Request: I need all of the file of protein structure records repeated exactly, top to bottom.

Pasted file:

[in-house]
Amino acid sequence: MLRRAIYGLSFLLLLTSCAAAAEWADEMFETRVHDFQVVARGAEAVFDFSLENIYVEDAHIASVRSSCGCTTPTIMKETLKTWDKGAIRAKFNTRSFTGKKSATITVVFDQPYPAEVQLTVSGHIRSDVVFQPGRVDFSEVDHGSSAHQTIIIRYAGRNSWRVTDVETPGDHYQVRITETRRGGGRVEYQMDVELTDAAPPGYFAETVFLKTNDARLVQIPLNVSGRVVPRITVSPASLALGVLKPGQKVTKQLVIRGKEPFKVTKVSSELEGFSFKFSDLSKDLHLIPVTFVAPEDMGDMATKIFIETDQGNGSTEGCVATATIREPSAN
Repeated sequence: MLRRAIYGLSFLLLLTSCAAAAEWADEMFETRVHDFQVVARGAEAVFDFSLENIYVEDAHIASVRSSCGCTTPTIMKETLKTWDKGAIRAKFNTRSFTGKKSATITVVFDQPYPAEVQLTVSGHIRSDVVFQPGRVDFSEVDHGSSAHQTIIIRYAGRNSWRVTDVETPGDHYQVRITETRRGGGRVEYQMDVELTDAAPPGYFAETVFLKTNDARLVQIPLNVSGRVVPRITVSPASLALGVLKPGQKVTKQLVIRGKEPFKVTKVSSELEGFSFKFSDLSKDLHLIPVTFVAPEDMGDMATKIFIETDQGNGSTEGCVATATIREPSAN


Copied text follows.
[in-house]
Amino acid sequence: MLRRAIYGLSFLLLLTSCAAAAEWADEMFETRVHDFQVVARGAEAVFDFSLENIYVEDAHIASVRSSCGCTTPTIMKETLKTWDKGAIRAKFNTRSFTGKKSATITVVFDQPYPAEVQLTVSGHIRSDVVFQPGRVDFSEVDHGSSAHQTIIIRYAGRNSWRVTDVETPGDHYQVRITETRRGGGRVEYQMDVELTDAAPPGYFAETVFLKTNDARLVQIPLNVSGRVVPRITVSPASLALGVLKPGQKVTKQLVIRGKEPFKVTKVSSELEGFSFKFSDLSKDLHLIPVTFVAPEDMGDMATKIFIETDQGNGSTEGCVATATIREPSAN
Repeated sequence: MLRRAIYGLSFLLLLTSCAAAAEWADEMFETRVHDFQVVARGAEAVFDFSLENIYVEDAHIASVRSSCGCTTPTIMKETLKTWDKGAIRAKFNTRSFTGKKSATITVVFDQPYPAEVQLTVSGHIRSDVVFQPGRVDFSEVDHGSSAHQTIIIRYAGRNSWRVTDVETPGDHYQVRITETRRGGGRVEYQMDVELTDAAPPGYFAETVFLKTNDARLVQIPLNVSGRVVPRITVSPASLALGVLKPGQKVTKQLVIRGKEPFKVTKVSSELEGFSFKFSDLSKDLHLIPVTFVAPEDMGDMATKIFIETDQGNGSTEGCVATATIREPSAN